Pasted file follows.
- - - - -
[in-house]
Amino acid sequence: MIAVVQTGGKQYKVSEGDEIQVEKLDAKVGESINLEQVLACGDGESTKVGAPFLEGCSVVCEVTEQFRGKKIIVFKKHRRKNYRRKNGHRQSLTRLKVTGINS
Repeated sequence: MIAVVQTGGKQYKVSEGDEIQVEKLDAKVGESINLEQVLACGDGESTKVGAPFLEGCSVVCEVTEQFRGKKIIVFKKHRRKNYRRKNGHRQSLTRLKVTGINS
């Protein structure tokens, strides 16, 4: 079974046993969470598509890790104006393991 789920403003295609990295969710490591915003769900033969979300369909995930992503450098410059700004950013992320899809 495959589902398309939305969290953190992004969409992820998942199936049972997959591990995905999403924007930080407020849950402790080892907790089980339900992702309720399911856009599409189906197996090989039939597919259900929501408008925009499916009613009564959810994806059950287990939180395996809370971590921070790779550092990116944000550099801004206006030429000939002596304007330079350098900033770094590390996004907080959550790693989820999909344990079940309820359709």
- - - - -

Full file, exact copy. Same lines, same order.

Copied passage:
[in-house]
Amino acid sequence: MIAVVQTGGKQYKVSEGDEIQVEKLDAKVGESINLEQVLACGDGESTKVGAPFLEGCSVVCEVTEQFRGKKIIVFKKHRRKNYRRKNGHRQSLTRLKVTGINS
Repeated sequence: MIAVVQTGGKQYKVSEGDEIQVEKLDAKVGESINLEQVLACGDGESTKVGAPFLEGCSVVCEVTEQFRGKKIIVFKKHRRKNYRRKNGHRQSLTRLKVTGINS
């Protein structure tokens, strides 16, 4: 079974046993969470598509890790104006393991 789920403003295609990295969710490591915003769900033969979300369909995930992503450098410059700004950013992320899809 495959589902398309939305969290953190992004969409992820998942199936049972997959591990995905999403924007930080407020849950402790080892907790089980339900992702309720399911856009599409189906197996090989039939597919259900929501408008925009499916009613009564959810994806059950287990939180395996809370971590921070790779550092990116944000550099801004206006030429000939002596304007330079350098900033770094590390996004907080959550790693989820999909344990079940309820359709």